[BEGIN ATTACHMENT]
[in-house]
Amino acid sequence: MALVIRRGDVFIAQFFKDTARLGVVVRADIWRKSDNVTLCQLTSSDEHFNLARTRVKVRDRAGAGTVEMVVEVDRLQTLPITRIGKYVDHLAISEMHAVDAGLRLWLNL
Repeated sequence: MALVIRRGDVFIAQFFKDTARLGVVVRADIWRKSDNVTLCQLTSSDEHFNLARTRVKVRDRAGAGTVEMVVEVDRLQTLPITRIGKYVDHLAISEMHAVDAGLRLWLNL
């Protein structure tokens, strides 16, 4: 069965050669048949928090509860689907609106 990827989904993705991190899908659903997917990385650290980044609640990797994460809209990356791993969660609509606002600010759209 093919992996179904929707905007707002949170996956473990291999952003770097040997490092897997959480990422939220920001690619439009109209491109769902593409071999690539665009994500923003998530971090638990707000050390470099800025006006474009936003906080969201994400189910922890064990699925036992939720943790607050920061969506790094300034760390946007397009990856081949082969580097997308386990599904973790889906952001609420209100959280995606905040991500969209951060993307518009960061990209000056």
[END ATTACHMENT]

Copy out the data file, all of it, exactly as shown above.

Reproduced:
[in-house]
Amino acid sequence: MALVIRRGDVFIAQFFKDTARLGVVVRADIWRKSDNVTLCQLTSSDEHFNLARTRVKVRDRAGAGTVEMVVEVDRLQTLPITRIGKYVDHLAISEMHAVDAGLRLWLNL
Repeated sequence: MALVIRRGDVFIAQFFKDTARLGVVVRADIWRKSDNVTLCQLTSSDEHFNLARTRVKVRDRAGAGTVEMVVEVDRLQTLPITRIGKYVDHLAISEMHAVDAGLRLWLNL
């Protein structure tokens, strides 16, 4: 069965050669048949928090509860689907609106 990827989904993705991190899908659903997917990385650290980044609640990797994460809209990356791993969660609509606002600010759209 093919992996179904929707905007707002949170996956473990291999952003770097040997490092897997959480990422939220920001690619439009109209491109769902593409071999690539665009994500923003998530971090638990707000050390470099800025006006474009936003906080969201994400189910922890064990699925036992939720943790607050920061969506790094300034760390946007397009990856081949082969580097997308386990599904973790889906952001609420209100959280995606905040991500969209951060993307518009960061990209000056």